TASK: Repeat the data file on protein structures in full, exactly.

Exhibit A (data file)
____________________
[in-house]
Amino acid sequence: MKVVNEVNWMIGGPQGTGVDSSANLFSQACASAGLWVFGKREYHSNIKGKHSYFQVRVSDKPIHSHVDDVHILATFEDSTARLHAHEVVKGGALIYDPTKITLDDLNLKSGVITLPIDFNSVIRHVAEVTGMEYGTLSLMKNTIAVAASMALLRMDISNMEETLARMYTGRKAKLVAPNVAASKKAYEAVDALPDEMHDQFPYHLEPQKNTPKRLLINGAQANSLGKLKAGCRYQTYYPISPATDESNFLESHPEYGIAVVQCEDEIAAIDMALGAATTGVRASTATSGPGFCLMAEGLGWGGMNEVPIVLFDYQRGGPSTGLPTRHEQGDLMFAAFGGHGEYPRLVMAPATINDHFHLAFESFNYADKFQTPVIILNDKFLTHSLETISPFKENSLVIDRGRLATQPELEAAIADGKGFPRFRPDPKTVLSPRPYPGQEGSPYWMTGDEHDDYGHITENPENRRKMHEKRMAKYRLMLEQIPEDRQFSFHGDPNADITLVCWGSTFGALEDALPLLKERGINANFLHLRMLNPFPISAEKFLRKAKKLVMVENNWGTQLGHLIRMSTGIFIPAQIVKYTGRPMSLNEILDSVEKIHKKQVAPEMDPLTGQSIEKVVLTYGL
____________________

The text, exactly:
[in-house]
Amino acid sequence: MKVVNEVNWMIGGPQGTGVDSSANLFSQACASAGLWVFGKREYHSNIKGKHSYFQVRVSDKPIHSHVDDVHILATFEDSTARLHAHEVVKGGALIYDPTKITLDDLNLKSGVITLPIDFNSVIRHVAEVTGMEYGTLSLMKNTIAVAASMALLRMDISNMEETLARMYTGRKAKLVAPNVAASKKAYEAVDALPDEMHDQFPYHLEPQKNTPKRLLINGAQANSLGKLKAGCRYQTYYPISPATDESNFLESHPEYGIAVVQCEDEIAAIDMALGAATTGVRASTATSGPGFCLMAEGLGWGGMNEVPIVLFDYQRGGPSTGLPTRHEQGDLMFAAFGGHGEYPRLVMAPATINDHFHLAFESFNYADKFQTPVIILNDKFLTHSLETISPFKENSLVIDRGRLATQPELEAAIADGKGFPRFRPDPKTVLSPRPYPGQEGSPYWMTGDEHDDYGHITENPENRRKMHEKRMAKYRLMLEQIPEDRQFSFHGDPNADITLVCWGSTFGALEDALPLLKERGINANFLHLRMLNPFPISAEKFLRKAKKLVMVENNWGTQLGHLIRMSTGIFIPAQIVKYTGRPMSLNEILDSVEKIHKKQVAPEMDPLTGQSIEKVVLTYGL